Conversion is a ground of divorce where the other party has ceased to be Hindu by conversion to any other religion.
Venereal Communicable Disease
A venereal communicable disease is a ground for dissolution of marriage under the fault theory where the respondent is suffering from venereal disease, which is communicable in nature.
Leprosy is granted as a remedy for divorce and the obligation of proving this is on the petitioner. However, The Personal Laws (Amendment) Bill, 2018, directs to remove leprosy as a ground for divorce in five personal laws, including the Hindu Marriage Act.
Renunciation of the world by entering into a holy order (sanyasa) is a ground for divorce only under Hindu law. Modern codified Hindu law lays down the remedy for divorce that a spouse may seek if the respondent has renounced.
Presumption of Death
Under the presumption of death, a person is presumed to be dead if the spouse has not been heard of as being alive for a period of at least seven years. The burden of proof that the whereabouts of the respondent is not known for the 7 years is on the petitioner under all matrimonial laws.
This is a presumption of universal acceptance that aids proof and supports cases where it would be extremely difficult, if not impossible, to prove that fact.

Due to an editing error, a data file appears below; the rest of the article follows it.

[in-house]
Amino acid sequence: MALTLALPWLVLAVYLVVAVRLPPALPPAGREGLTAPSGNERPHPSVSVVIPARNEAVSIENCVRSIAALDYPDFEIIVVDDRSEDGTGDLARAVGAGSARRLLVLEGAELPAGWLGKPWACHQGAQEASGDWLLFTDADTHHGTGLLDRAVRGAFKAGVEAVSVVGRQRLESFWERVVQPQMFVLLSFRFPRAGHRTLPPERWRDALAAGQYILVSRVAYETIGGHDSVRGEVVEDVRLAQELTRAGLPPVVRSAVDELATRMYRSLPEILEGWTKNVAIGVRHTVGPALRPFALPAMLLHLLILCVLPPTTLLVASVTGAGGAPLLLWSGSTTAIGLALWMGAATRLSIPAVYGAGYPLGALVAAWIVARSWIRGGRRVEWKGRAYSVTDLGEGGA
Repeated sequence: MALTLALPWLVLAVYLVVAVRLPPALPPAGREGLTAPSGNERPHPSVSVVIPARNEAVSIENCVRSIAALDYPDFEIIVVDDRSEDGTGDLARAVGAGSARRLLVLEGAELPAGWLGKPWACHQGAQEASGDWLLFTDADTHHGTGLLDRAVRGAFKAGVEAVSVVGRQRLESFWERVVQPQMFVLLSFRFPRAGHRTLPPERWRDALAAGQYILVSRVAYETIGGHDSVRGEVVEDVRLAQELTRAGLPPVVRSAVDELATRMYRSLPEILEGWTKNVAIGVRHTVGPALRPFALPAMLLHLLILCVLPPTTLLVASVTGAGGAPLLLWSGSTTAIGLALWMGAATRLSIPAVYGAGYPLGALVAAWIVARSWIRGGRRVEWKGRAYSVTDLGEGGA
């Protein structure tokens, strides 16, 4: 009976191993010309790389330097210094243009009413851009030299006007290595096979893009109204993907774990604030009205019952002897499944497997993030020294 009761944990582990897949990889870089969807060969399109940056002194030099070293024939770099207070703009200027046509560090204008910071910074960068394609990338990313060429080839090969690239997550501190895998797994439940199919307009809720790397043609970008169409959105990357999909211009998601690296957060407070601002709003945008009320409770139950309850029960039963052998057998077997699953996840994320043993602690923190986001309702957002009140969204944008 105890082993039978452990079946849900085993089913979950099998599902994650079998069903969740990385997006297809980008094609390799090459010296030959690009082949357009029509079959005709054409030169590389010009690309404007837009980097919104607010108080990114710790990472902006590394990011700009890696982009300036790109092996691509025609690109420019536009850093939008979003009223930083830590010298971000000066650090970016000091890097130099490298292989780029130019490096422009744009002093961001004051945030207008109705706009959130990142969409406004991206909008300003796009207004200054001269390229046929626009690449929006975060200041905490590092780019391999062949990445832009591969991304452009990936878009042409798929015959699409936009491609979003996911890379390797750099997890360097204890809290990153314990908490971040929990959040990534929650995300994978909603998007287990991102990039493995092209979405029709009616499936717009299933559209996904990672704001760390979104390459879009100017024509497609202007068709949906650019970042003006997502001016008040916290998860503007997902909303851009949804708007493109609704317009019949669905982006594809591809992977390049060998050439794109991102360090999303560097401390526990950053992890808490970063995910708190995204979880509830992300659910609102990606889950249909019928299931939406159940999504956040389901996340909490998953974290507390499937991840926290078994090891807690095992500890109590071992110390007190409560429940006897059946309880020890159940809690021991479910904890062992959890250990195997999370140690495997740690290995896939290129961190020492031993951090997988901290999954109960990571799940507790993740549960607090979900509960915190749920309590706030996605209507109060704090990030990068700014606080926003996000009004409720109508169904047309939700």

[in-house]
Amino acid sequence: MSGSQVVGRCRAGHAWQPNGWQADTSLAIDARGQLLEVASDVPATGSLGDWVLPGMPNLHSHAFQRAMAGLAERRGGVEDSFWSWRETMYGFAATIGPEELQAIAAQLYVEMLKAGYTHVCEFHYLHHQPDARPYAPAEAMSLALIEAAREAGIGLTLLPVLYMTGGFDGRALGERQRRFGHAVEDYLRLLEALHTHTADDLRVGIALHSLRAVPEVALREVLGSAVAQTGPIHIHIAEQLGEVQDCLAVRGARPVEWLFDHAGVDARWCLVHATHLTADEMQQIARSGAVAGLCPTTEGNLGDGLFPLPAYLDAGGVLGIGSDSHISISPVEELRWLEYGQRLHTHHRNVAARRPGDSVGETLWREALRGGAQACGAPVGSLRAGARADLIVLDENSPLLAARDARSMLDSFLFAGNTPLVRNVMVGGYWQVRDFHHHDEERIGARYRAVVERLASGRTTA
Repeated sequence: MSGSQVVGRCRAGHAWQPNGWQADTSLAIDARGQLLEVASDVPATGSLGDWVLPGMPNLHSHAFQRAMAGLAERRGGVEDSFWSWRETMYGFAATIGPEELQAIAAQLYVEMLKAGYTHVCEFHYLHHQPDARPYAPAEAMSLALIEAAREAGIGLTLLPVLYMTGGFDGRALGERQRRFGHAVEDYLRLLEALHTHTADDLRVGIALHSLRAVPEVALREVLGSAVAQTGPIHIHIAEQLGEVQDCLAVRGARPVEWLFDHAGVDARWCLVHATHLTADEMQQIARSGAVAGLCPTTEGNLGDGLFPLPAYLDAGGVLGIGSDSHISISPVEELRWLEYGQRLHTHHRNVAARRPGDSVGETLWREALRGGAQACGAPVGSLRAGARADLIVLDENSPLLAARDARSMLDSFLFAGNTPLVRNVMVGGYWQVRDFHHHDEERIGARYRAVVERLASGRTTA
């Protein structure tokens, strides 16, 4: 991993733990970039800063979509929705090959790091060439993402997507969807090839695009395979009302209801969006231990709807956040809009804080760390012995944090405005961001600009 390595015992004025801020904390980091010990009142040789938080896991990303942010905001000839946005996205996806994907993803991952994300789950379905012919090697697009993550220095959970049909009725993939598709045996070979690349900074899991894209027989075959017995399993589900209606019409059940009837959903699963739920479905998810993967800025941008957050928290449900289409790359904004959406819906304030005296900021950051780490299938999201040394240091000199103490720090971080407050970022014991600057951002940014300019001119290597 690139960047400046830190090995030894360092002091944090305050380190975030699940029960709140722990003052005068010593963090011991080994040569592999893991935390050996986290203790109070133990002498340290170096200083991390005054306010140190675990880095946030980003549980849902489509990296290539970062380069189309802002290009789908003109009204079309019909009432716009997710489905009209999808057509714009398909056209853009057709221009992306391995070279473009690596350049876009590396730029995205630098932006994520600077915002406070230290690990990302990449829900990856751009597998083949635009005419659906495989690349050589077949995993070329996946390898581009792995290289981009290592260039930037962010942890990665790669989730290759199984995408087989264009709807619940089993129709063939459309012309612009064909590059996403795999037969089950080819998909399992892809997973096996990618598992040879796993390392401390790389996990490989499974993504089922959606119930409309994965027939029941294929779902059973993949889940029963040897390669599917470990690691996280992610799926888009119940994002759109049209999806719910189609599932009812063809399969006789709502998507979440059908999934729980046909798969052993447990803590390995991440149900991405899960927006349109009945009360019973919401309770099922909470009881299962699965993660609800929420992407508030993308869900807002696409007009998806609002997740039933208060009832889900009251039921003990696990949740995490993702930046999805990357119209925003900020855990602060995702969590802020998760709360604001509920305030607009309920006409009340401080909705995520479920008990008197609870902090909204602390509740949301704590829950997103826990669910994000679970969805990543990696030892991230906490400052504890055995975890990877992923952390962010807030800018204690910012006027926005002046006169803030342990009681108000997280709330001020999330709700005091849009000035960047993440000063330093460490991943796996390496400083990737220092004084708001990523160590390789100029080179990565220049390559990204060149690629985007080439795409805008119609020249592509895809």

Wife’s Ground for Divorce
The guilt/fault theory of divorce under Section 13(2) of the Hindu Marriage Act, 1955, provides four additional grounds on which a wife can seek divorce from her husband. These grounds include:
Pre-Act Polygamous Marriage: If the husband has another wife from before the commencement of the Act and is alive at the time of solemnization of marriage with the petitioner.
Rape, Sodomy or Bestiality: If the husband has been guilty of rape, bestiality or sodomy since the solemnization of the marriage.
Discontinuance of Cohabitation after an Order of Maintenance: If a wife has obtained a decree under Section 18 of the Hindu Adoption & Maintenance Act, 1956 and an order of maintenance in proceedings under Section 125, CrPC. and the cohabitation has not been resumed between parties after one year or more.